6-Week Series: Against All Odds


Summary: Even though the evidence for the Exodus is overwhelming, the intelligencia intentionally ignores it because their consciences would be stung and their immorality grow more detestible. Easier to look the other way!



1. The Ibscha Relief from the tomb of Khnumhotep II shows Semitic traders (possibly the Hyksos) coming to Egypt some 4,000 years ago. [Pic - NebMaatRa, Wikimedia Commons]. A papyrus mentions a wealthy Egyptian lord whose 77 slaves included 48 of Semitic origin.

2. By the late Middle Kingdom era, around 3700 years ago, Canaanites had actually achieved absolute power, in the form of a line of Canaanite pharaohs ruling the Lower Kingdom, coexisting with the Egyptian-ruled Upper Kingdom. (These Canaanite pharaohs included the mysterious "Yaqub" (Jacob), whose existence is attested by 27 scarabs found in Egypt, Canaan and Nubia and a famous one found at Shikmona, by Haifa.) The Jews may have been allowed to have their own leaders/”Pharaoh’s” who ruled over Goshen for the first century after Joseph. Joseph probably would have named his father Jacob the first leader over his family.

3. The mysterious group called Hyksos settled in Egypt some time before 1650 B.C. They ruled the Lower Kingdom from the city of Avaris (later called Rameses, Gen. 47:11,27; Ex. 1:11; 12:37,40). Under the Hyksos' wing, the Canaanite population in the delta grew much larger, as shown by findings in ancient Avaris (Tell el-Dab'a). The Canaanite presence is attested by pottery that was in form and chemically derived from Palestine (Bietak 1996: 10). The dominant religious burial practices in Avaris at the time were also Canaanite. The Roman-era Jewish historian Josephus identifies the Hyksos with the Israelites (Apion 1.82-83, 91). He cites the 3rd-century B.C. Egyptian scribe and priest Manetho from Sebennytus, who wrote that after their expulsion, the Hyksos wandered in the desert before establishing Jerusalem.

4. According to the scribe Manetho (Aegyptiaca or History of Egypt), the founder of monotheism was Osarisph, who later adopted the name Moses, and led his followers out of Egypt in Akhenaten's reign. Akhenaten was the heretic Pharaoh who abolished polytheism and replaced it with monotheism, worshiping only the sun disc, Aten. Akhenaten’s older brother Thutmose, who should have been the next Pharaoh, died mysteriously, possibly in the ‘death of the firstborn!’


a. A leather scroll dating to the time of Ramesses II (1303 BC-1213 BC) describes a close account of brick-making apparently by enslaved prisoners of the wars in Canaan and Syria, which sounds very much like the biblical account. The scroll describes 40 taskmasters, each with a daily target of 2,000 bricks (see Exodus 5:6).

b. The tomb of vizier Rekhimire, ca. 1450 B.C., shows foreign slaves “making bricks for the workshop-storeplace of the Temple of Amun at Karnak in Thebes” and for a building ramp. [Wikimedia Commons].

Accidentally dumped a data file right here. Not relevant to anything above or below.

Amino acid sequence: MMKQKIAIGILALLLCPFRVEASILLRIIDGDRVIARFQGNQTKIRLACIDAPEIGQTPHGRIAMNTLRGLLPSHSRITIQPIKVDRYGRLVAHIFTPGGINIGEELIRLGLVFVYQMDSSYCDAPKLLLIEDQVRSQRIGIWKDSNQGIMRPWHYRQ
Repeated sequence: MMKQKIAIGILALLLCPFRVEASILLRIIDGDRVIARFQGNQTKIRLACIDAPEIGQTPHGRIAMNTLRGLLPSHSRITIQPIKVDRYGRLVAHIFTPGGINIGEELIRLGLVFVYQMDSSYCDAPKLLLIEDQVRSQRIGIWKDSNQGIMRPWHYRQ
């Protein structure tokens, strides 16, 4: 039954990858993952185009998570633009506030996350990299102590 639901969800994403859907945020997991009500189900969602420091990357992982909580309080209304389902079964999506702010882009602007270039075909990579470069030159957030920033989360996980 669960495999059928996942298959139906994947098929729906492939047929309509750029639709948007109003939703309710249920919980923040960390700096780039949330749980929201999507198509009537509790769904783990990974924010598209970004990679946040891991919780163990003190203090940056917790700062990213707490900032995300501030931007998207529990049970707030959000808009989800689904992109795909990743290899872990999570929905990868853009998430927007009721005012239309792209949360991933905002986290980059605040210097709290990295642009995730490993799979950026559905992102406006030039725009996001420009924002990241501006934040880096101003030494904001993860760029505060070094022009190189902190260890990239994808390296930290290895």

c. Other Egyptian papyruses (Anastasi III & IV) discuss using straws in mud bricks, as mentioned in Exodus 5:7.

d. The Egyptian papyrus Bologna 1094, tells how two workers fled their taskmaster “because he beat them”.

6. MENTION OF YAHWEH. The papyrus Anastasi VI from around 3200 years ago describes how the Egyptian authorities allowed a group of Semitic nomads from Edom who worshiped Yahweh to pass the border-fortress in the region of Tjeku (Wadi Tumilat) and proceed with their livestock to the lakes of Pithom.


A papyrus dating to the 13th century B.C. (although original is believed to be much older), called the "Admonitions of Impuwer or the Lord of All"). It portrays a devastated Egypt haunted by plagues, droughts, violent uprisings – culminating in the escape of slaves with Egypt's wealth.


It was not the practice of the pharaohs to advertise their failures on temple walls for all to see. When Thutmose III came to power, he tried to obliterate the memory of his predecessor, Hatshepsut. She was the princess who pulled Moses from the Nile. Her inscriptions were erased, her obelisks surrounded by a wall, and her monuments were forgotten. Her name does not appear in later annals. https://www.haaretz.com/jewish/archaeology/1.713849


A. THE CROSSING. Over the years, many divers searched the Gulf of Suez in vain for artifacts to verify the Biblical account. But archaeologists began suspecting the crossing was at the right arm of the Red Sea, called the Gulf of Aqaba. The Nuweiba beach, large enough to hold the Israelite nation, became the focus of Ron Wyatt. Divers searching the underwater expanse between Nuweiba and Saudi Arabia found chariot wheels encrusted with coral, chariot bodies as well as human and horse bones. The wreckage continues to the Saudi coastline opposite Nuweiba. [See documentary, “The Exodus Revealed.”] The crossing here is at most 800 ft. deep, whereas much of the rest of Aqaba is up to 5,000 feet!

B. MOUNT SINAI. St. Paul said that Mt. Sinai/Horeb was in Arabia, not the Sinai peninsula, Gal. 4:24-25. Moses fled Pharaoh to Midian (Ex. 2:15), not to the Sinai peninsula, which was part of Egypt. The peak of Mount Sinai has been identified as Jabal Maqla (“Burnt Mountain.”) It’s 7,631 feet high and its whole peak has been blackened by fire. Nearby is an ancient large altar, a gigantic split rock, and calf pictograms cut in rock. This is undoubtedly the correct location.

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